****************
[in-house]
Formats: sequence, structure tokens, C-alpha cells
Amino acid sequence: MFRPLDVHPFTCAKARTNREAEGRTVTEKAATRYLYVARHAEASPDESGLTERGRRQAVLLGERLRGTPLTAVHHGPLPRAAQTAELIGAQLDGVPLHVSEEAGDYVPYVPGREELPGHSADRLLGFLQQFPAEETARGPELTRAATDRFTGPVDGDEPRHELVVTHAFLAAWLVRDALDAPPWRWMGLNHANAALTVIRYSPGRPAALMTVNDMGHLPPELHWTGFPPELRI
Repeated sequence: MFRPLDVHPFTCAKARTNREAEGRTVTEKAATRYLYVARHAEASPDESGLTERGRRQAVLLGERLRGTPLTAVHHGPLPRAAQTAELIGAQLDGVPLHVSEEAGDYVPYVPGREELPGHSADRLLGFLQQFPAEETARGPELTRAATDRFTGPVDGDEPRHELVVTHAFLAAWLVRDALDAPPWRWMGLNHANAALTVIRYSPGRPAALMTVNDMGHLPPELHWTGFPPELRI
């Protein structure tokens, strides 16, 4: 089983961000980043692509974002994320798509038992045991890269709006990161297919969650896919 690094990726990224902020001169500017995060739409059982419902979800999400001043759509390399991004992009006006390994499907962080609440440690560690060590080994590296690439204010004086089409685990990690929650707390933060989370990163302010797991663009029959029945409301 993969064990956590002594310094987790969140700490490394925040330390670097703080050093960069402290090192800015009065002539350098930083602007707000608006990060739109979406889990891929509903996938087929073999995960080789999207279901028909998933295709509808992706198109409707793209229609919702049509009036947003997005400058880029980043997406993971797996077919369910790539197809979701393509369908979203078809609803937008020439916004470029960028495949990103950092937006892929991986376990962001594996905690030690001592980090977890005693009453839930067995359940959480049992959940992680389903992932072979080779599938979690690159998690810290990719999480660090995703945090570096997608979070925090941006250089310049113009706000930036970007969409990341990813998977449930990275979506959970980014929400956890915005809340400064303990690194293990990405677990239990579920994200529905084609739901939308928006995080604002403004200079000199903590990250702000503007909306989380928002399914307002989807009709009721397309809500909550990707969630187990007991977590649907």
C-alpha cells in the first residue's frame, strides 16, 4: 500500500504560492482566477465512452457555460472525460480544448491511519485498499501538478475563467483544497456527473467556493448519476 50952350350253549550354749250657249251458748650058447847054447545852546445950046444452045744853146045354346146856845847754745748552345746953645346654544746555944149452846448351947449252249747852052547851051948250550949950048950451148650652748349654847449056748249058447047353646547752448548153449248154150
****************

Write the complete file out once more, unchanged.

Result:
[in-house]
Formats: sequence, structure tokens, C-alpha cells
Amino acid sequence: MFRPLDVHPFTCAKARTNREAEGRTVTEKAATRYLYVARHAEASPDESGLTERGRRQAVLLGERLRGTPLTAVHHGPLPRAAQTAELIGAQLDGVPLHVSEEAGDYVPYVPGREELPGHSADRLLGFLQQFPAEETARGPELTRAATDRFTGPVDGDEPRHELVVTHAFLAAWLVRDALDAPPWRWMGLNHANAALTVIRYSPGRPAALMTVNDMGHLPPELHWTGFPPELRI
Repeated sequence: MFRPLDVHPFTCAKARTNREAEGRTVTEKAATRYLYVARHAEASPDESGLTERGRRQAVLLGERLRGTPLTAVHHGPLPRAAQTAELIGAQLDGVPLHVSEEAGDYVPYVPGREELPGHSADRLLGFLQQFPAEETARGPELTRAATDRFTGPVDGDEPRHELVVTHAFLAAWLVRDALDAPPWRWMGLNHANAALTVIRYSPGRPAALMTVNDMGHLPPELHWTGFPPELRI
């Protein structure tokens, strides 16, 4: 089983961000980043692509974002994320798509038992045991890269709006990161297919969650896919 690094990726990224902020001169500017995060739409059982419902979800999400001043759509390399991004992009006006390994499907962080609440440690560690060590080994590296690439204010004086089409685990990690929650707390933060989370990163302010797991663009029959029945409301 993969064990956590002594310094987790969140700490490394925040330390670097703080050093960069402290090192800015009065002539350098930083602007707000608006990060739109979406889990891929509903996938087929073999995960080789999207279901028909998933295709509808992706198109409707793209229609919702049509009036947003997005400058880029980043997406993971797996077919369910790539197809979701393509369908979203078809609803937008020439916004470029960028495949990103950092937006892929991986376990962001594996905690030690001592980090977890005693009453839930067995359940959480049992959940992680389903992932072979080779599938979690690159998690810290990719999480660090995703945090570096997608979070925090941006250089310049113009706000930036970007969409990341990813998977449930990275979506959970980014929400956890915005809340400064303990690194293990990405677990239990579920994200529905084609739901939308928006995080604002403004200079000199903590990250702000503007909306989380928002399914307002989807009709009721397309809500909550990707969630187990007991977590649907």
C-alpha cells in the first residue's frame, strides 16, 4: 500500500504560492482566477465512452457555460472525460480544448491511519485498499501538478475563467483544497456527473467556493448519476 50952350350253549550354749250657249251458748650058447847054447545852546445950046444452045744853146045354346146856845847754745748552345746953645346654544746555944149452846448351947449252249747852052547851051948250550949950048950451148650652748349654847449056748249058447047353646547752448548153449248154150